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BuzzFeed is defending its decision to publish an article Tuesday suggesting it’s possible that the Christian hosts of a popular television show believe homosexuality is a sin. The online publication argued it gave Chip and Joanna Gaines, who host HGTV’s “Fixer Upper,” more than enough time to state their position on the issue.

“We stand by our reporting,” a spokesperson told the Washington Examiner. “BuzzFeed News gave nearly two weeks to respond.”

The 1,000-plus-word report, titled “Chip And Joanna Gaines’ Church Is Firmly Against Same-Sex Marriage,” states outright in its subhead that it “is unclear” whether the couple holds this specific, traditional Christian belief.

Four paragraphs into the story, the author asks: “So are the Gaineses against same-sex marriage? And would they ever feature a same-sex couple on the show, as have HGTV’s ‘House Hunters and Property Brothers’?”

The author then revealed, “Emails to Brock Murphy, the public relations director at their company, Magnolia, were not returned. Nor were emails and calls to HGTV’s PR department.”

Though the article examines the Gaineses’ church community and their pastor, Jimmy Seibert, it has nothing to show in regards to answering the question: What does the couple believe?

The reaction in certain online corners has not been pretty.

“[BuzzFeed] would never publish a piece ‘this TX pastor you’ve never heard of opposes gay marriage.’ The target here was the couple. But the reporter never ascertained the couple’s view before publishing the piece about them. That’s purely harassment, not journalism,” argued conservative attorney and writer Gabriel Malor.

“Why does that matter to me? Because you will never change a person’s mind by harassing them. You are hurting the cause by doing this. This is axiomatic. Harassment is not a good tool of persuasion. It is bullying. It is repugnant. It is not something that good people do,” he added. “This is another example, by the way, of a culture warrior’s utter failure to grasp how Trump managed to convince so many voters.”

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His overarching point, which he went on to argue, is that persuasion sells, and that heckling and harassment only further entrenches differing camps.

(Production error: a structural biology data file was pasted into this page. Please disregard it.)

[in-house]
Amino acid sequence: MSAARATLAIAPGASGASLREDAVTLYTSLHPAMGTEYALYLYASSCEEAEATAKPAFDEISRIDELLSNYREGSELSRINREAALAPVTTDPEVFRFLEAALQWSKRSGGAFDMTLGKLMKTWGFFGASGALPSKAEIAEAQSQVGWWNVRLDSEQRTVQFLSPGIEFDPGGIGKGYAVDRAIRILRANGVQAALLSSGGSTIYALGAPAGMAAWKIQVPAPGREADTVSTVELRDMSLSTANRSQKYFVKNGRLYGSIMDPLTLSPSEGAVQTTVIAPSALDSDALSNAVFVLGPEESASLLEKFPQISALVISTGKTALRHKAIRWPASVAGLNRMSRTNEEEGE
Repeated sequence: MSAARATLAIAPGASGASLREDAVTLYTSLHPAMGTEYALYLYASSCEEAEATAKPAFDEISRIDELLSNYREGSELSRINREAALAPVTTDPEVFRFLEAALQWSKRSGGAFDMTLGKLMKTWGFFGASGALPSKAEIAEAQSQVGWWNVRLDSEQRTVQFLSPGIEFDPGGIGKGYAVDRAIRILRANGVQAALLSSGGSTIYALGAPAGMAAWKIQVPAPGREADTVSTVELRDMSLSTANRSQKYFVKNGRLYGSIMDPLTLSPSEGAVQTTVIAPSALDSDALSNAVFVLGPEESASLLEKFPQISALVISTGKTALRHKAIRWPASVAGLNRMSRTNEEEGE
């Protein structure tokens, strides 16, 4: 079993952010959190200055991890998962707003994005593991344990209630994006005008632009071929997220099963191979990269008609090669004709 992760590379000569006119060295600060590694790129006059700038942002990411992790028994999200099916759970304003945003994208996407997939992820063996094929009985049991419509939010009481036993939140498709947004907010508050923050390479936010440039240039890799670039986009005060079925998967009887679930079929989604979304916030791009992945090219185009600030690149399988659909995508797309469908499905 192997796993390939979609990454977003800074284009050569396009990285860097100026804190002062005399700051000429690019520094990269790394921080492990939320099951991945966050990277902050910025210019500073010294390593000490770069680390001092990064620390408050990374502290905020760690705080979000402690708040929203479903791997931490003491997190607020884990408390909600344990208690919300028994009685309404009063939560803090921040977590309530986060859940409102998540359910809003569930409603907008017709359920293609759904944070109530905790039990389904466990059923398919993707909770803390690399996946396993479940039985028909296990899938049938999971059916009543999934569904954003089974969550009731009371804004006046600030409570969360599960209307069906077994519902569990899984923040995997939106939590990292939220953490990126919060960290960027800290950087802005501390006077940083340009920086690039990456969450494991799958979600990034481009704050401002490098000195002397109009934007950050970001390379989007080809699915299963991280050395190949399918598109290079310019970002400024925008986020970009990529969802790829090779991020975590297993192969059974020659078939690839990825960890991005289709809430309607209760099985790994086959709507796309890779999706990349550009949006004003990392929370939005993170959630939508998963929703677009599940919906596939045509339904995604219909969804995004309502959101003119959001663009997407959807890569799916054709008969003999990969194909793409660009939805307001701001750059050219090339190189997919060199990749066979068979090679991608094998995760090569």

“Harassment like this may intimidate the victims and other people who see it go on. But harassment will not change minds. It hardens resolve,” he wrote, adding of the BuzzFeed author, “Oh, you didn’t hear back from the couple? Gee, I wonder why people would be reticent to talk to a Buzzfeed reporter … I wonder.”

“So now you’ve harmed the victims. You’ve harmed the cause you support. And you’ve harmed your colleagues. Ace reporting, champ,” he added. “Nobody comes out of media harassment like this unscathed. Not the victims, the gay cause, fellow journalists, and not the reporter either. WRT that last, reputation is everything. Do you think people are going to forget Kate Aurthur harassed this couple like this? I don’t.”

Varad Mehta, a contributor at the conservative Federalist, took a similar, but slightly different, tack.

“I’m pretty sure most Catholics attend churches whose priests oppose gay marriage and homosexuality. That’s news?” he asked. “If Nancy Pelosi ever attends Mass, I’m pretty sure the service will be conducted by someone who considers gay marriage a sin.”

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“Lots of Democratic politicians who are Catholic have run afoul of the Church because they’re pro-choice. They’re out of step with Church teaching there. But they’re rarely asked to account for their violations of Church doctrine,” he added. “But apparently only some Christians have to justify attending churches that preach Christian doctrine.”

The point, he added, is that most Christian denominations actually adhere to stated Christian theology.

“The churches stopped policing heterodoxy years ago. The media would do well to follow their lead on this,” Mehta added. “To conclude: this is a vile attempt to shame two Americans for exercising their right to freedom of religion.”

They are not alone in thinking this, as many others chimed in, some in anger and some in confusion, to voice their criticism for the article.

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